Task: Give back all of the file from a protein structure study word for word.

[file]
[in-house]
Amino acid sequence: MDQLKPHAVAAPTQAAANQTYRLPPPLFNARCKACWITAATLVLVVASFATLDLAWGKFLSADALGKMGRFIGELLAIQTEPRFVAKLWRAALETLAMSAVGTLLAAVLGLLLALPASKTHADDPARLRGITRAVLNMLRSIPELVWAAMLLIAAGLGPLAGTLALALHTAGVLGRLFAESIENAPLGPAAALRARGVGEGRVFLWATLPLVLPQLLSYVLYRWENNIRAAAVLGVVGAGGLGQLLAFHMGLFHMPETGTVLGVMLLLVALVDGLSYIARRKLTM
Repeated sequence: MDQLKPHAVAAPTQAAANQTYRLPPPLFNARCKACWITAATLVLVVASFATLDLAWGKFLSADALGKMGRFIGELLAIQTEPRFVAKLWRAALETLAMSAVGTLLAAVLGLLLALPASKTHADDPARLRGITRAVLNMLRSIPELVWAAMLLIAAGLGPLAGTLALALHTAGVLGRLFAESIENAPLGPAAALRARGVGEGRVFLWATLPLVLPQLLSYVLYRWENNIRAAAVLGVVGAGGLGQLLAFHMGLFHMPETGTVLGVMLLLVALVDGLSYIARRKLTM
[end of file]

[in-house]
Amino acid sequence: MDQLKPHAVAAPTQAAANQTYRLPPPLFNARCKACWITAATLVLVVASFATLDLAWGKFLSADALGKMGRFIGELLAIQTEPRFVAKLWRAALETLAMSAVGTLLAAVLGLLLALPASKTHADDPARLRGITRAVLNMLRSIPELVWAAMLLIAAGLGPLAGTLALALHTAGVLGRLFAESIENAPLGPAAALRARGVGEGRVFLWATLPLVLPQLLSYVLYRWENNIRAAAVLGVVGAGGLGQLLAFHMGLFHMPETGTVLGVMLLLVALVDGLSYIARRKLTM
Repeated sequence: MDQLKPHAVAAPTQAAANQTYRLPPPLFNARCKACWITAATLVLVVASFATLDLAWGKFLSADALGKMGRFIGELLAIQTEPRFVAKLWRAALETLAMSAVGTLLAAVLGLLLALPASKTHADDPARLRGITRAVLNMLRSIPELVWAAMLLIAAGLGPLAGTLALALHTAGVLGRLFAESIENAPLGPAAALRARGVGEGRVFLWATLPLVLPQLLSYVLYRWENNIRAAAVLGVVGAGGLGQLLAFHMGLFHMPETGTVLGVMLLLVALVDGLSYIARRKLTM